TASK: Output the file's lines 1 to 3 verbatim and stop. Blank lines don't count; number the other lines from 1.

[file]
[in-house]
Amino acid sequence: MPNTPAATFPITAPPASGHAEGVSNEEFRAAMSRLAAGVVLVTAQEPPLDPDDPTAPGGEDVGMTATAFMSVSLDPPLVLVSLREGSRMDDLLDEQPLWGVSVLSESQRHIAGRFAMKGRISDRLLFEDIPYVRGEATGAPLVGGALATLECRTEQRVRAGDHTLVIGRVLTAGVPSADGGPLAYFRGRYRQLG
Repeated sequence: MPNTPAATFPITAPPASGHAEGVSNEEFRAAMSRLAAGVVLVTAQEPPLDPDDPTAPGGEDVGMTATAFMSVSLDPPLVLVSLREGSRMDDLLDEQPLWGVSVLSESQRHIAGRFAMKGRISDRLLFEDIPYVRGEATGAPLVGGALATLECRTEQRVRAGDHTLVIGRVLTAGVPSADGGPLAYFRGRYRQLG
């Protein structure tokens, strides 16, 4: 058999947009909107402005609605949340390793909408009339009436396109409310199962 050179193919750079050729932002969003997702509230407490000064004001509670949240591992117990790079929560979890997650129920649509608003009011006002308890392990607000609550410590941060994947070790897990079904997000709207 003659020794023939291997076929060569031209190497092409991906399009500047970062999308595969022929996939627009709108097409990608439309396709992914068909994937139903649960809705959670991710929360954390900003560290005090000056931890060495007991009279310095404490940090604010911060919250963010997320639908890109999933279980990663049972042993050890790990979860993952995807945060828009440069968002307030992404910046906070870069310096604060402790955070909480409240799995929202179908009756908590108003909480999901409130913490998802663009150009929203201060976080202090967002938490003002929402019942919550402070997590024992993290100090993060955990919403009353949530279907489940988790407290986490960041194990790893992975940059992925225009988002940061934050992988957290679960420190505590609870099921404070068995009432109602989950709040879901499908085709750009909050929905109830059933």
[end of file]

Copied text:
[in-house]
Amino acid sequence: MPNTPAATFPITAPPASGHAEGVSNEEFRAAMSRLAAGVVLVTAQEPPLDPDDPTAPGGEDVGMTATAFMSVSLDPPLVLVSLREGSRMDDLLDEQPLWGVSVLSESQRHIAGRFAMKGRISDRLLFEDIPYVRGEATGAPLVGGALATLECRTEQRVRAGDHTLVIGRVLTAGVPSADGGPLAYFRGRYRQLG
Repeated sequence: MPNTPAATFPITAPPASGHAEGVSNEEFRAAMSRLAAGVVLVTAQEPPLDPDDPTAPGGEDVGMTATAFMSVSLDPPLVLVSLREGSRMDDLLDEQPLWGVSVLSESQRHIAGRFAMKGRISDRLLFEDIPYVRGEATGAPLVGGALATLECRTEQRVRAGDHTLVIGRVLTAGVPSADGGPLAYFRGRYRQLG